It has resulted in an explosion in consumer prices, for example in the first half of 2020 it rose by 15.7%. At the same time, the Brazilian currency the “Real” devalued almost 40% over the last 12 months and many experts believe this is a consequence of the Chinese demand.


China’s Easy Target

The current wave of Chinese investors in Brazil have lots of money to spend and have surrounded themselves with a support system including financial and legal advisers. “There is a client who set up a representative office and has been studying the Brazilian market for three years”, explained Demarest law firm lawyer Mário Nogueira. “They travel so much in search of business, they already know the country more than I do”.

While there has been little public awareness of the growth of Chinese investment and ownership and no signs of the ‘soft power’ tactics, this might soon change. Last year, a partnership was announced between Rede Bandeirantes, owner of a TV and Radio station in Brazil, and China Media Group. The agreement was for joint television productions and content sharing and specifically mentioned the partnership would help promote the development of relations between the two countries.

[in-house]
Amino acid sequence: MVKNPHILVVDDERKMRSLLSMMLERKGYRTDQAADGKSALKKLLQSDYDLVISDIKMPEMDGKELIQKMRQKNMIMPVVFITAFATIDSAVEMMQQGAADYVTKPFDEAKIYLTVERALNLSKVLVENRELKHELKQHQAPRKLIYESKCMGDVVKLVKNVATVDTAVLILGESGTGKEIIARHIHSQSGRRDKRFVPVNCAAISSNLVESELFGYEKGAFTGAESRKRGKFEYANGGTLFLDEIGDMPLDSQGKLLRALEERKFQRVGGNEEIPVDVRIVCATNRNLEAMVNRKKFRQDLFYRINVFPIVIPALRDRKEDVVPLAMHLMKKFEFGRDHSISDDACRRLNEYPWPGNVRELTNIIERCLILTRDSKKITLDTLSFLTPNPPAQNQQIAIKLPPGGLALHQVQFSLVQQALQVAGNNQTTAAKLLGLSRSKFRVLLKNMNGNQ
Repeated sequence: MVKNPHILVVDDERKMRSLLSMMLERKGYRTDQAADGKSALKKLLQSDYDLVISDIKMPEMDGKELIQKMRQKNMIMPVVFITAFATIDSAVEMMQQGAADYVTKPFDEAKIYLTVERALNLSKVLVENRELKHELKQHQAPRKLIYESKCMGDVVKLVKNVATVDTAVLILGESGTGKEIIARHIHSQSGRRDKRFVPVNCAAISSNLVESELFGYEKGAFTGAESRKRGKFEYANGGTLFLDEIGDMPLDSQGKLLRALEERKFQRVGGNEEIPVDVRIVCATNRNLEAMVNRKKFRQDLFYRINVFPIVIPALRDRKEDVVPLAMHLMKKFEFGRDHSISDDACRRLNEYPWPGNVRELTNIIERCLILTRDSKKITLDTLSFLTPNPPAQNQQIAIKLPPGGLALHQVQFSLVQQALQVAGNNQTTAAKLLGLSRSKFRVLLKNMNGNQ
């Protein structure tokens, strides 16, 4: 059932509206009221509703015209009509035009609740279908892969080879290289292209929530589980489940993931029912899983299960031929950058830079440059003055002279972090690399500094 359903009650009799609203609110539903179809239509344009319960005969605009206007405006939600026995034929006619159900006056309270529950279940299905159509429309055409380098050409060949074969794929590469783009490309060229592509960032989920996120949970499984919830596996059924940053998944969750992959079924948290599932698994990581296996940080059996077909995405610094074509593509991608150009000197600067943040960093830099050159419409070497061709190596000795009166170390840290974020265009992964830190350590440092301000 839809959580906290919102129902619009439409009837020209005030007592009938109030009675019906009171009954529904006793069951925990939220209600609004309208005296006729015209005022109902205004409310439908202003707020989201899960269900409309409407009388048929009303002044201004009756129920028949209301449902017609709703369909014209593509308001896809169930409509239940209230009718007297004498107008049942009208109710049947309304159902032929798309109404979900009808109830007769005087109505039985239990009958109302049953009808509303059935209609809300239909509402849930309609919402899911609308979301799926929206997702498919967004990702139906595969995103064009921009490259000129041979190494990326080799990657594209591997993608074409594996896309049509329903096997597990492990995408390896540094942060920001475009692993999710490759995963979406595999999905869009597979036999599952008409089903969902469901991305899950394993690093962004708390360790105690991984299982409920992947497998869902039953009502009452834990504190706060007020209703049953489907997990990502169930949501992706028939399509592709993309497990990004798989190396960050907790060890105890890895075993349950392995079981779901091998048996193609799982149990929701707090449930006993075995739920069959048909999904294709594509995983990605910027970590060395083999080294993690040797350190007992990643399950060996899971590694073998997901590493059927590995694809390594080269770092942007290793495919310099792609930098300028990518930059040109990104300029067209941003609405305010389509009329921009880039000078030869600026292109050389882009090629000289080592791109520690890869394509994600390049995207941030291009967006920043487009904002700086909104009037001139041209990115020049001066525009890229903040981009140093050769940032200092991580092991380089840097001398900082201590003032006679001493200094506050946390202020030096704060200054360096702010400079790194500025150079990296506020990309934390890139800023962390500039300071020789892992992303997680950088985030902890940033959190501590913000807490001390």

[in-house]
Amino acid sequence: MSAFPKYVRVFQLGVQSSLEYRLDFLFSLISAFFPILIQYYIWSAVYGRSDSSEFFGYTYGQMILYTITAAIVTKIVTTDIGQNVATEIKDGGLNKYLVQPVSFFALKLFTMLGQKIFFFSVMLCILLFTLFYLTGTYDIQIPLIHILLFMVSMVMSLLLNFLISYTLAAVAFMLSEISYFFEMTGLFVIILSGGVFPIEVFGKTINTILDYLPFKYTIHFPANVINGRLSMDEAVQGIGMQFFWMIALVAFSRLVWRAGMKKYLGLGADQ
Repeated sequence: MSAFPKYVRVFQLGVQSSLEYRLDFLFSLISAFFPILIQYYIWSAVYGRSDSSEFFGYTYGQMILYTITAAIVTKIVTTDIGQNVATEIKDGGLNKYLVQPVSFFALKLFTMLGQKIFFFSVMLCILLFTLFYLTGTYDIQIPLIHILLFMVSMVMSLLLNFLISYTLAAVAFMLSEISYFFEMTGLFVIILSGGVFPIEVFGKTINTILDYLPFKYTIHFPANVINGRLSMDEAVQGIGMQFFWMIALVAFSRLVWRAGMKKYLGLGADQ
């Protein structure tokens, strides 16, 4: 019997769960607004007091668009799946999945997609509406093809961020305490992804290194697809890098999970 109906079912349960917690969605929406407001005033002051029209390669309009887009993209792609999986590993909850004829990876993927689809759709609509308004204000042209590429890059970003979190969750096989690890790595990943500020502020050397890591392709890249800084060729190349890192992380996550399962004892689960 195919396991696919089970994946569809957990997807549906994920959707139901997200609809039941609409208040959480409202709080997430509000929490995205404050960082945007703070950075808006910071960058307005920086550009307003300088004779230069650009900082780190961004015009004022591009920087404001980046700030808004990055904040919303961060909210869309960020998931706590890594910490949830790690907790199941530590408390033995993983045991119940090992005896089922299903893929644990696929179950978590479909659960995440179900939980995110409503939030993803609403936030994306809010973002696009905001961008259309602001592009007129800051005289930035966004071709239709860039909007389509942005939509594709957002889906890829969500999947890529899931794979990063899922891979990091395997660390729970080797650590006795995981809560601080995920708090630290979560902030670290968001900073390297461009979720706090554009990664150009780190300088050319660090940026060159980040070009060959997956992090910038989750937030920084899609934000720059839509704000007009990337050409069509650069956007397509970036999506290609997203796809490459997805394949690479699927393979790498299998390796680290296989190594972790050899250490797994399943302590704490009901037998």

There is no doubt that China has targeted Brazil as the ‘softest’ entry point into Central and South America while at the same time, they are investing heavily across the region. They know that in Bolsonaro, they can deal with a man who has few scruples about environmental concerns, food prices or strategic worries as long as he can get the investment he needs to keep the economy moving to shore up support for his populist administration – whatever his hero President Donald Trump thinks.